Afghan investigators inspect a damaged bus at the site of a suicide attack in Kabul on January 26, 2014. A Taliban suicide bomber killed at least four people in Kabul on January 26 when he targeted a Ministry of Defence bus.
KABUL March 3 - At least 13,700 members of the Afghan security forces have died in fighting over the last 10 years -- nearly four every day -- according to new figures on government compensation paid to victims&39; families.
The grim death toll in the fight against Taliban-led insurgents was revealed by the Office of Administrative Affairs (OAA), the secretarial department that collates information for President Hamid Karzai and the cabinet.
The OAA said that 13,729 families of security force personnel had been awarded financial support after suffering a fatality, while another 16,511 families were compensated after a relative was wounded.
"Every family that has received assistance represents a martyr," Sayed Jawad Jawed, director of public affairs at the OAA, told AFP on Monday.
"We can&39;t say that this is the total number of casualties as we don&39;t have those figures," he added.
"These figures represent the number of families of the martyrs assisted by the government, and the same with those wounded."
The death toll among Afghan security forces has rapidly increased in recent years as they take over responsibility for fighting insurgents from US-led NATO troops, but exact casualty rates have been hotly disputed.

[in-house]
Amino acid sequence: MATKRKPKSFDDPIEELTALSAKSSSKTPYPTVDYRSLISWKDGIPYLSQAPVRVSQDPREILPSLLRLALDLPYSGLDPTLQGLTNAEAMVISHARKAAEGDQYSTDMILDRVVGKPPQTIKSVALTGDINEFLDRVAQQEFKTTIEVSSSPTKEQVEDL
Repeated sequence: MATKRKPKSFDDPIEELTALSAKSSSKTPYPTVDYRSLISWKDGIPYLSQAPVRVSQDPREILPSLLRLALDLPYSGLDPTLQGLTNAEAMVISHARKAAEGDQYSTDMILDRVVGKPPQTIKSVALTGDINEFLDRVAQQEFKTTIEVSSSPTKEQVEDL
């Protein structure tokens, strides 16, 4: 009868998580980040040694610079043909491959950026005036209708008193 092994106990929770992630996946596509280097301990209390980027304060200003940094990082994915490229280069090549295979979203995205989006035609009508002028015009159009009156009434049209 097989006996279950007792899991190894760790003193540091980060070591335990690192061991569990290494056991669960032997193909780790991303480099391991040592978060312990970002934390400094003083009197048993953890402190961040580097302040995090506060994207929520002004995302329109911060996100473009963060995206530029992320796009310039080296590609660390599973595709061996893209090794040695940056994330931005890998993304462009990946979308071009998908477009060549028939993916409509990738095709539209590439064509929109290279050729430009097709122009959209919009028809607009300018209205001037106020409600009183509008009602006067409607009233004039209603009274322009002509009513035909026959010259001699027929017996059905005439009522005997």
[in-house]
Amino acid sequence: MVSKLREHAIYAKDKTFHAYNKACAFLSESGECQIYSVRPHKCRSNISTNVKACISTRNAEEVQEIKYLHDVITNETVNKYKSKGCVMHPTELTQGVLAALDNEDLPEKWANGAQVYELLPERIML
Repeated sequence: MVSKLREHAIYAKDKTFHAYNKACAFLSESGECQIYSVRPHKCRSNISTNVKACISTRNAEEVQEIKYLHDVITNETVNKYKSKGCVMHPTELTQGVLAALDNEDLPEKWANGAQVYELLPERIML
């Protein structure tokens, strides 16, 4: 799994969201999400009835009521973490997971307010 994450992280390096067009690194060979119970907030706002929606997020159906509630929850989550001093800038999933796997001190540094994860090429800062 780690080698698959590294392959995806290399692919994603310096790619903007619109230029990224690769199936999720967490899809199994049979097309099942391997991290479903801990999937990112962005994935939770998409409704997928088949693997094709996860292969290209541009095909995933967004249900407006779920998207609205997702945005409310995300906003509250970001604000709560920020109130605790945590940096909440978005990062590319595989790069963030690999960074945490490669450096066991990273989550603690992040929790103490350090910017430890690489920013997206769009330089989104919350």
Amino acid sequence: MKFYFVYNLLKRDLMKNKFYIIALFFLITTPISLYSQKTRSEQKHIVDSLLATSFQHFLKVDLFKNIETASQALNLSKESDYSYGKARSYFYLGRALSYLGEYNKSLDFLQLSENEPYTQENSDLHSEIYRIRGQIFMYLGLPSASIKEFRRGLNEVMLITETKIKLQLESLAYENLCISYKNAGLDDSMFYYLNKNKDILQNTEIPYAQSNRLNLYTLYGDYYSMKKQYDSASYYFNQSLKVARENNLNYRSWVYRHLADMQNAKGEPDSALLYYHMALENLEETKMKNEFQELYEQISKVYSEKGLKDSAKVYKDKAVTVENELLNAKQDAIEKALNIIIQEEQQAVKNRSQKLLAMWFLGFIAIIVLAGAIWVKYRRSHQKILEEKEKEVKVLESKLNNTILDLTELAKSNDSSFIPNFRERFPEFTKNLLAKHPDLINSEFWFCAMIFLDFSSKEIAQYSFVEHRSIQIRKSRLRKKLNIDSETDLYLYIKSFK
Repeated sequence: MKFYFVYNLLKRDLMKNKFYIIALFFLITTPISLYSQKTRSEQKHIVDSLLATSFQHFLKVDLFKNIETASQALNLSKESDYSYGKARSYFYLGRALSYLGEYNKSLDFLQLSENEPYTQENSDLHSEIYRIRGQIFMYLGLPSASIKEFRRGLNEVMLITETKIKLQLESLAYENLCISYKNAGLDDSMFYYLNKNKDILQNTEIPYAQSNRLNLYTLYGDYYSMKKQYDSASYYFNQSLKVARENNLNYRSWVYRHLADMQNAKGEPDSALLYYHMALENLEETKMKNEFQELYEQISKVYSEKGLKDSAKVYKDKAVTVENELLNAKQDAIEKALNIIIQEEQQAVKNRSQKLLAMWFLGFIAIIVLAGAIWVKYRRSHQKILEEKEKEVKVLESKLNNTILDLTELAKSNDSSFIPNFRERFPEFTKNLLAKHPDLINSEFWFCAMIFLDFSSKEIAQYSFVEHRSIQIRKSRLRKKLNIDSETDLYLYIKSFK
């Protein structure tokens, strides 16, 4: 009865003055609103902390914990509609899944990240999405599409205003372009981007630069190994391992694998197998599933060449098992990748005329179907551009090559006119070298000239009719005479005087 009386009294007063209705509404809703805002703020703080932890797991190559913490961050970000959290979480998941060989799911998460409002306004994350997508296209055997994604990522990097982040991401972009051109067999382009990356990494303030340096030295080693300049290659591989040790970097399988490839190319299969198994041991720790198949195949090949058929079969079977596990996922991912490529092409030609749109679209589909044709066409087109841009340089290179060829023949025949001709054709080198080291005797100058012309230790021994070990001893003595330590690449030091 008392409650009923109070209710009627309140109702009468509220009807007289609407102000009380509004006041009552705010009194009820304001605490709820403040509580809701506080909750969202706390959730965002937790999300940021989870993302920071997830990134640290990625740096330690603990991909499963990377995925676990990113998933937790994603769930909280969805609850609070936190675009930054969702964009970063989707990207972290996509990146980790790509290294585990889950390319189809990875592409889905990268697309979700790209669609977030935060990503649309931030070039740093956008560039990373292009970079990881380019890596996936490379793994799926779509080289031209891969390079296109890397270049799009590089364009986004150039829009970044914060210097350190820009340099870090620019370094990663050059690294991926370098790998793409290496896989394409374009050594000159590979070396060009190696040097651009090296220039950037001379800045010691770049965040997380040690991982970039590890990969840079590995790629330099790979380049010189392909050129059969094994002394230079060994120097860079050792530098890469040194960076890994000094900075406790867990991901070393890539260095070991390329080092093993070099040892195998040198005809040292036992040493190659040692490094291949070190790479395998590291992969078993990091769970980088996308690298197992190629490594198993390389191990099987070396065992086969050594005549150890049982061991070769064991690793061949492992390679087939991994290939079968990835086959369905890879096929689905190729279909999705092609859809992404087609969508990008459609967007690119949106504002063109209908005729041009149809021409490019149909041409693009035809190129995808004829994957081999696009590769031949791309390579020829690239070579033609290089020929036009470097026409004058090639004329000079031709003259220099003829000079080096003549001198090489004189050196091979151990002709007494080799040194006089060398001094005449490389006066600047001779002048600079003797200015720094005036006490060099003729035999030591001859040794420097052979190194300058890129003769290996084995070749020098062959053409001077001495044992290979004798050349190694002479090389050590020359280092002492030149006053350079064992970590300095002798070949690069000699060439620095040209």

US officials said that at the height of last year&39;s "fighting season" more than 400 army and police were being killed in action every month.
The Afghan government does not normally release figures to avoid damaging public morale.
The OAA said that 12,336 families had also received compensation for losing a civilian relative in the war over the last 10 years, but the total number of civilian casualties is likely to be much higher.
According to a UN report released last month, the conflict has claimed the lives of 14,064 civilians in the last five years alone.
The UN attributes the vast majority of civilian deaths and injuries to "anti-government elements" led by the Taliban.
All 55,000 US-led combat troops still in Afghanistan will leave by December, but a small force may be deployed from 2015 on a training and counter-terrorism operation.
In the latest major attack on Afghan forces, 21 soldiers died in an assault in the eastern province of Kunar one week ago.
"Afghanistan supports the families of the martyrs and wounded, military and civilians, as a religious, national and official duty of the government," the OAA said in a statement.